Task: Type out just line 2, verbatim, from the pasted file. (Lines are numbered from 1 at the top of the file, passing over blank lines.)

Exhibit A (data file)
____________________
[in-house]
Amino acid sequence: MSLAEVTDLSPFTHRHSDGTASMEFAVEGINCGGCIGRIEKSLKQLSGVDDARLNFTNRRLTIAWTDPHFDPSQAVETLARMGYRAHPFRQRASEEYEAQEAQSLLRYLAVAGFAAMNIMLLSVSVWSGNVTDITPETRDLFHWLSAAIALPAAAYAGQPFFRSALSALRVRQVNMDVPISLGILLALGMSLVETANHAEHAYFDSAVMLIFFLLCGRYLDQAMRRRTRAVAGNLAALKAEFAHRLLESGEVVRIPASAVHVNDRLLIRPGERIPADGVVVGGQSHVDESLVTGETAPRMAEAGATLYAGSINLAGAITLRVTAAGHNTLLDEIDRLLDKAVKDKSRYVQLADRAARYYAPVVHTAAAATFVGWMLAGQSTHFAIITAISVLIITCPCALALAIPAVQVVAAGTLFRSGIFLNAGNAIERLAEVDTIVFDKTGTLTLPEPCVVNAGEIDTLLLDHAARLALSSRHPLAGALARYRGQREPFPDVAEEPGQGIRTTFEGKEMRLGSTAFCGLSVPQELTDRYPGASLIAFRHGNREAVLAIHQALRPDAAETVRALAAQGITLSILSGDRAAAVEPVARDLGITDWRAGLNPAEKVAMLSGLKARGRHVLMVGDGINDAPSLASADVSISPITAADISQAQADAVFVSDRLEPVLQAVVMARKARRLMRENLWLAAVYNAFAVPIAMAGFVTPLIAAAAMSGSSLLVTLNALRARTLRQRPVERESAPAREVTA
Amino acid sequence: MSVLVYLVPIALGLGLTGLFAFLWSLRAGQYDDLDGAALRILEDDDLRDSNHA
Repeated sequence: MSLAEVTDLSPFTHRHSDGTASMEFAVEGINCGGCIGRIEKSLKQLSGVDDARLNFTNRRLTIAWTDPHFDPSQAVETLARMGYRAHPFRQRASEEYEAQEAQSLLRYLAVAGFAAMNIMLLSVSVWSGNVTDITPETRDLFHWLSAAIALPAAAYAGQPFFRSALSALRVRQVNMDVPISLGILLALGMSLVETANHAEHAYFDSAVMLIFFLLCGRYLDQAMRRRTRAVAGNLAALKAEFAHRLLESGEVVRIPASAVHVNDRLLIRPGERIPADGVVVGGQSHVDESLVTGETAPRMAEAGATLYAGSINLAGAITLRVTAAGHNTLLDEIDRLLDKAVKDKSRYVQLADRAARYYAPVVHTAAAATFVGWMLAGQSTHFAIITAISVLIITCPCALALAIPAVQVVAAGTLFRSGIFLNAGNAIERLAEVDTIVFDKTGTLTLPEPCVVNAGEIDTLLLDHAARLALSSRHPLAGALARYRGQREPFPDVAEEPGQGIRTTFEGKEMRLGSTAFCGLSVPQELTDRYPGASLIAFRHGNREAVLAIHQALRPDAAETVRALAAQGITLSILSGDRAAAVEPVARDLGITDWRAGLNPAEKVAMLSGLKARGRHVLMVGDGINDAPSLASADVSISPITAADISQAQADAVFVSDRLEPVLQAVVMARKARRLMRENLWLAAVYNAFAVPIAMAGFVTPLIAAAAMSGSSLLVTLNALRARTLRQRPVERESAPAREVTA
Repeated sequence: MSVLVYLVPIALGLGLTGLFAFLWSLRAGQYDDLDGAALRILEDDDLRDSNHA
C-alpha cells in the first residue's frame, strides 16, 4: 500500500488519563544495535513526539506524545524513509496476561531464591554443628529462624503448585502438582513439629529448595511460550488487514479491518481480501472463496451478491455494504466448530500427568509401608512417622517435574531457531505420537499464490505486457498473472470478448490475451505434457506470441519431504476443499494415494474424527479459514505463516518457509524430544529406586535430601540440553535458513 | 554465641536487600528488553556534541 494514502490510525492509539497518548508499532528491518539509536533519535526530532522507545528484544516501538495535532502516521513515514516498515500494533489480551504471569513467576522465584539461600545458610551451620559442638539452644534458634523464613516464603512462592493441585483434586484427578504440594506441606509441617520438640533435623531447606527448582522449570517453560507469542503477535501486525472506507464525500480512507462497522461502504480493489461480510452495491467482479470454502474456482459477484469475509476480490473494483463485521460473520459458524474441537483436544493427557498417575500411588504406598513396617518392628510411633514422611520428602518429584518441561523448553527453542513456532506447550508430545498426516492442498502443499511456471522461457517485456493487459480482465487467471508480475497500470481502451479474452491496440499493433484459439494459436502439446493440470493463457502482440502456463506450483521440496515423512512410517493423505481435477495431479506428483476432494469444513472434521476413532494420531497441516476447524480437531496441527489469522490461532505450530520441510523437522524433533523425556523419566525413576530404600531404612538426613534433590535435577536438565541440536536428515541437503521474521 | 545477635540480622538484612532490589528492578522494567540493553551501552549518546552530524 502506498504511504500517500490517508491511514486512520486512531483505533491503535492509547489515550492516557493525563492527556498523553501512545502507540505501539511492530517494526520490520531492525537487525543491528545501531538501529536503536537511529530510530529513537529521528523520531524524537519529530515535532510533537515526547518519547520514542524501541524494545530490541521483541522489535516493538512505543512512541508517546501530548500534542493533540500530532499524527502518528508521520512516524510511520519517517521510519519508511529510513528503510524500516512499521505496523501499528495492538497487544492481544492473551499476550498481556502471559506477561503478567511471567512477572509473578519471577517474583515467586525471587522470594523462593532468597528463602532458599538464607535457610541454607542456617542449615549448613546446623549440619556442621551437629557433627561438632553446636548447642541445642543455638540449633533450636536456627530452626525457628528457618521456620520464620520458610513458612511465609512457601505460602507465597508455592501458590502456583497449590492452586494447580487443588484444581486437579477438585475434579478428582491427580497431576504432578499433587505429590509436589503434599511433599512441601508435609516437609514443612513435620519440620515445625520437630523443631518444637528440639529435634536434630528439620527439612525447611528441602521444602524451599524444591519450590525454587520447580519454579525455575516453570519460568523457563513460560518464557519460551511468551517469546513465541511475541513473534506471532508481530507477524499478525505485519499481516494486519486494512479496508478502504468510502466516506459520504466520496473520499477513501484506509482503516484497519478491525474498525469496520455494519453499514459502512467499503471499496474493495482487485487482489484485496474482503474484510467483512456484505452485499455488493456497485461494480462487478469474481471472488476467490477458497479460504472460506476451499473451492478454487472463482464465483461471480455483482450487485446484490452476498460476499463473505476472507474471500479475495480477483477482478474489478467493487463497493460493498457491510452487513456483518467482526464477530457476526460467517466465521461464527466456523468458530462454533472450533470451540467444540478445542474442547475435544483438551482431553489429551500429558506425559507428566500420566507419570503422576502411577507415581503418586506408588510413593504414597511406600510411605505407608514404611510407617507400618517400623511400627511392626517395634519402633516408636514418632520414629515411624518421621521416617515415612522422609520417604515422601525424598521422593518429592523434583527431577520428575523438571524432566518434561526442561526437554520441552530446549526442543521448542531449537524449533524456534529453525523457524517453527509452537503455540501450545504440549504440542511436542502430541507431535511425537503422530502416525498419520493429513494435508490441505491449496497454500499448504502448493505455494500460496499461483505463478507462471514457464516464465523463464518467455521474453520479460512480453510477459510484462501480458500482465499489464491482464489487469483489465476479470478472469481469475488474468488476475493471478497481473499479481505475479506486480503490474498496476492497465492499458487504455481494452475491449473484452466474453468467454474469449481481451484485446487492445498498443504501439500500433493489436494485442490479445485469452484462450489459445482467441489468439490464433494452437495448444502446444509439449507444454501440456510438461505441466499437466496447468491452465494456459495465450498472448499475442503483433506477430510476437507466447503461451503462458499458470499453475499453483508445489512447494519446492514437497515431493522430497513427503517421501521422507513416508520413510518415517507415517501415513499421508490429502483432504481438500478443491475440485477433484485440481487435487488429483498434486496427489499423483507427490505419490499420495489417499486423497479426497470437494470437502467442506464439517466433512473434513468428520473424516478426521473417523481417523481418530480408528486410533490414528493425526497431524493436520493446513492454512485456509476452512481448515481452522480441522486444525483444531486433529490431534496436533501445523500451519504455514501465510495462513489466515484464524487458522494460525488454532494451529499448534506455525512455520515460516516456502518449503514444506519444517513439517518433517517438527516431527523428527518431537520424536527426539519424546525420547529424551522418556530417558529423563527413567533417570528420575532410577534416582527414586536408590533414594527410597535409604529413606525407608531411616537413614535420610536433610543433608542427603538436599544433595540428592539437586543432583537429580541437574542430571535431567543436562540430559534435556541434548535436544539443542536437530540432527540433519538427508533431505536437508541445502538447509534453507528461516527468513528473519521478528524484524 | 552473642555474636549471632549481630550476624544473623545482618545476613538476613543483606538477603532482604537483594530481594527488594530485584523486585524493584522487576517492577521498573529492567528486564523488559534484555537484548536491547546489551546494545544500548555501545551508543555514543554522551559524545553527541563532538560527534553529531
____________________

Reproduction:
Amino acid sequence: MSLAEVTDLSPFTHRHSDGTASMEFAVEGINCGGCIGRIEKSLKQLSGVDDARLNFTNRRLTIAWTDPHFDPSQAVETLARMGYRAHPFRQRASEEYEAQEAQSLLRYLAVAGFAAMNIMLLSVSVWSGNVTDITPETRDLFHWLSAAIALPAAAYAGQPFFRSALSALRVRQVNMDVPISLGILLALGMSLVETANHAEHAYFDSAVMLIFFLLCGRYLDQAMRRRTRAVAGNLAALKAEFAHRLLESGEVVRIPASAVHVNDRLLIRPGERIPADGVVVGGQSHVDESLVTGETAPRMAEAGATLYAGSINLAGAITLRVTAAGHNTLLDEIDRLLDKAVKDKSRYVQLADRAARYYAPVVHTAAAATFVGWMLAGQSTHFAIITAISVLIITCPCALALAIPAVQVVAAGTLFRSGIFLNAGNAIERLAEVDTIVFDKTGTLTLPEPCVVNAGEIDTLLLDHAARLALSSRHPLAGALARYRGQREPFPDVAEEPGQGIRTTFEGKEMRLGSTAFCGLSVPQELTDRYPGASLIAFRHGNREAVLAIHQALRPDAAETVRALAAQGITLSILSGDRAAAVEPVARDLGITDWRAGLNPAEKVAMLSGLKARGRHVLMVGDGINDAPSLASADVSISPITAADISQAQADAVFVSDRLEPVLQAVVMARKARRLMRENLWLAAVYNAFAVPIAMAGFVTPLIAAAAMSGSSLLVTLNALRARTLRQRPVERESAPAREVTA